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Reviews: Peter Cooper, The Lloyd Green Album; Eric Brace & Peter Cooper, Master Sessions

Peter Cooper
The Lloyd Green Album
[Red Beet Records (2010)]

Eric Brace & Peter Cooper
Master Sessions
[Red Beet Records (2010)]

It’d be hard to argue with Peter Cooper‘s taste in steel guitarists, as evidenced by this dozen-track affair of originals and covers featuring legendary steel guitarist Lloyd Green. Though Green played on so many recordings (an estimated 30,000) throughout the 60s and 70s, don’t expect a stone country, hard-edged approach here. Instead it’s an unusual pairing. Cooper’s introspective delivery and mid-tempo story songs (“Elmer the Dancer”) balance sincere delivery and smart lyrics (‘There’s gonna be some wreckage where your dreams and your habits collide”) with Green’s masterful swirls, slides, and chimes. Though the steel guitarist shades the canvas well, Cooper’s material warms up slowly to the ear and can’t possibly be appreciated with just a few cursory listens. But given the strength of various songs like “What Dub Does,” a yarn about a Nashville hipster, and the uptempo rocker “Champion of the World,” the austere setting lets the talents of both Cooper and Green radiate amply.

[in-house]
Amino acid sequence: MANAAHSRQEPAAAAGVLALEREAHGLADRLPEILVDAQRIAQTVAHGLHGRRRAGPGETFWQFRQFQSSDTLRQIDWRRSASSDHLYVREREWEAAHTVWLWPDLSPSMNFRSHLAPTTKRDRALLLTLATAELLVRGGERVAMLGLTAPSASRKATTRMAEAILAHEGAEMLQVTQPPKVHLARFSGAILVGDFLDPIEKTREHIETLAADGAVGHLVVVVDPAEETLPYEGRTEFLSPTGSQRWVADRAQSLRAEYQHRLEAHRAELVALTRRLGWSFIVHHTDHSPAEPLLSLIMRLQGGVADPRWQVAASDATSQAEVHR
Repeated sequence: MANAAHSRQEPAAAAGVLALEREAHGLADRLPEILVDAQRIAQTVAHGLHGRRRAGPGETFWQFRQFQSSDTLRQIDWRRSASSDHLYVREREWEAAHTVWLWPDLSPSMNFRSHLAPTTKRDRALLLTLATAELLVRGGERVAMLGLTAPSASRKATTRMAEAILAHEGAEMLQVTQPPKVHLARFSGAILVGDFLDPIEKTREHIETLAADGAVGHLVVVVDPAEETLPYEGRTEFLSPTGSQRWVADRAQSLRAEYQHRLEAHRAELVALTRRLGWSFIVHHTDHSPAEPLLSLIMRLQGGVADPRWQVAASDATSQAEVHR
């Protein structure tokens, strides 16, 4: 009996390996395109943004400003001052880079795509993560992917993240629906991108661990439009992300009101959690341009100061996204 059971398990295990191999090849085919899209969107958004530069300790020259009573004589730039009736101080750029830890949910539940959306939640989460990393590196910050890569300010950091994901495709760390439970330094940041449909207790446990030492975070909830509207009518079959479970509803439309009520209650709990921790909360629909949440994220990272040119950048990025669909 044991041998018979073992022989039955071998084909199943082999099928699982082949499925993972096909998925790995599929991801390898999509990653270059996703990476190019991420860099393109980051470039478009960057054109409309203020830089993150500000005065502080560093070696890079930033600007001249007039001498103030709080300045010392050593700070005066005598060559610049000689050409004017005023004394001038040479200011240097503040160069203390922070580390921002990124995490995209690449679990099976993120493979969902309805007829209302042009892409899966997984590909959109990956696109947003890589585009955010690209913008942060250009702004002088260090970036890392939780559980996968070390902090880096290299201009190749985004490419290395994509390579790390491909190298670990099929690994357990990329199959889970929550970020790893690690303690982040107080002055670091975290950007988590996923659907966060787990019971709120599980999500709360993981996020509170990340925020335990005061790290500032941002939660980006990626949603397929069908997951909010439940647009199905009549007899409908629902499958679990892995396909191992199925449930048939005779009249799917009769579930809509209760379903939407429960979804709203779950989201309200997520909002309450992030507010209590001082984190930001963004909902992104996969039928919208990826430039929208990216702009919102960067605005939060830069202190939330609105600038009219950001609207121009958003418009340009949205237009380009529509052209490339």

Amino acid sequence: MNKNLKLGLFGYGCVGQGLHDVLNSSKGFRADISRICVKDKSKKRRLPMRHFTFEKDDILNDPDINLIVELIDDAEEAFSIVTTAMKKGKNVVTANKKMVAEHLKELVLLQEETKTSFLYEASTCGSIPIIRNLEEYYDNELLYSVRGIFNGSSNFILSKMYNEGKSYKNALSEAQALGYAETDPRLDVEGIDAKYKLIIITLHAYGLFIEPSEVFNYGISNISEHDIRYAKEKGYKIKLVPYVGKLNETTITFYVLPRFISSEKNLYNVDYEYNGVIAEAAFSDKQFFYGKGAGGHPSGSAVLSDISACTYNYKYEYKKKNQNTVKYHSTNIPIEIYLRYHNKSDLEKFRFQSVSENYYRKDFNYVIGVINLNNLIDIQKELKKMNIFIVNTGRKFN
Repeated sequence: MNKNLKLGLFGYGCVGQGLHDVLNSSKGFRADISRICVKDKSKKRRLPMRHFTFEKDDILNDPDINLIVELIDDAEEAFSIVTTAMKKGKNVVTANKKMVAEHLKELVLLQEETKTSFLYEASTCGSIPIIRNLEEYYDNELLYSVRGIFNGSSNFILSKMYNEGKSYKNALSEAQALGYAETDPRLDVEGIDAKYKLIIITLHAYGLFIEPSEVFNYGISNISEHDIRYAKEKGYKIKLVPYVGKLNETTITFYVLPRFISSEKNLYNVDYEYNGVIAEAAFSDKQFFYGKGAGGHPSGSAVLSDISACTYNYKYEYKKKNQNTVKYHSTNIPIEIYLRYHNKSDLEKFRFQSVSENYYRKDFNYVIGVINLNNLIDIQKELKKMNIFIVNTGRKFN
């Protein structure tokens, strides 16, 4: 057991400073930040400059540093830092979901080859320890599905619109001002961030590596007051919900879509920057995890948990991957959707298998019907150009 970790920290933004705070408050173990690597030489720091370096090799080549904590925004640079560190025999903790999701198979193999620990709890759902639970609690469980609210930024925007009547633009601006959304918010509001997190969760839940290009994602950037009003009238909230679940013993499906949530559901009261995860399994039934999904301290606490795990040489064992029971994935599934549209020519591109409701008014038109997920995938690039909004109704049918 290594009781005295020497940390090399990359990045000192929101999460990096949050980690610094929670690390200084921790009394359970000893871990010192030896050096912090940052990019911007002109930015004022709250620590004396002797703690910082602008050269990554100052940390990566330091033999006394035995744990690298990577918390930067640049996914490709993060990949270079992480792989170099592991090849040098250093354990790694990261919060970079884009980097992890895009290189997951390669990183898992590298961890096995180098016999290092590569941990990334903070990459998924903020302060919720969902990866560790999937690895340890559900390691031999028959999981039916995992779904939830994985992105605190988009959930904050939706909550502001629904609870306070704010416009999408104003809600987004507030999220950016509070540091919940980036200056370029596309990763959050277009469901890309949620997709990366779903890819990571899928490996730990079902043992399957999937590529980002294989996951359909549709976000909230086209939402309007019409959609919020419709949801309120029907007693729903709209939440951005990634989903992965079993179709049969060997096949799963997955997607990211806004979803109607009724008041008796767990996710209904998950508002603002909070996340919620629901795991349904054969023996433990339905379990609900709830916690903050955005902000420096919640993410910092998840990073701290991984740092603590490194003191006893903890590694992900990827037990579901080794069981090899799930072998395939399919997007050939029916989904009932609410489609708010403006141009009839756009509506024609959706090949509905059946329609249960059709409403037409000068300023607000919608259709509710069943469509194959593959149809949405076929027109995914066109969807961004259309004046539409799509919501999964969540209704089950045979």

Master Sessions extends the Lloyd Green concept as Green and Seldom Scene dobroist Mike Auldridge join Cooper and Eric Brace for a set of originals with a few covers sprinkled in. Interestingly, the fact that Green and Auldridge are featured here together is not without historical significance. Though they collaborated on Auldridge’s “Lloyd’s of Nashville” in 1976, they never did on a full-length album—until now. There’s a strong 1970s laid-back California country rock vibe here, especially with Herb Pedersen’s classic “Wait a Minute” kicking off the proceedings. A few songs, like “Big Steve,” a tribute to Nashville’s beloved doorman, are easily accessible while others, such as “Missoula Tonight,” draw the listener into the story. Like The Lloyd Green Album, there’s a Tom T. Hall cover, “I Flew Over Our House Last Night,” here as well, serving as a reminder how under-appreciated Hall’s songwriting skills have been in the modern era. Brace and Cooper balance well together, unpretentiously swapping and sharing vocals throughout the proceedings. Similarly, Green and Auldridge do a beautiful job in balancing their leads, never getting in the way of one another but always managing to sign their individual signature on the arrangement. Finally, on John Hartford’s “I Wish We Had Our Time Again,” they get their chance to kick it up and romp hard following the last verse. They do it so well, in fact, that one has to wonder what would this have been like with a spiffy instrumental or two?

—Dan Willging (Denver, CO)

[Copyeditor’s note: I met Lloyd Green in Texas when he was playing at a restaurant with Terri Hendrix. It was a $10 show and I got in for free on the guest list for the opening band. I had very little idea who he was and just commented how glad I was to hear someone play something closer to rock and roll on the steel guitar instead of “just country.” He was very down-to-earth and chatted for a bit about Paul Franklin. -Jon]


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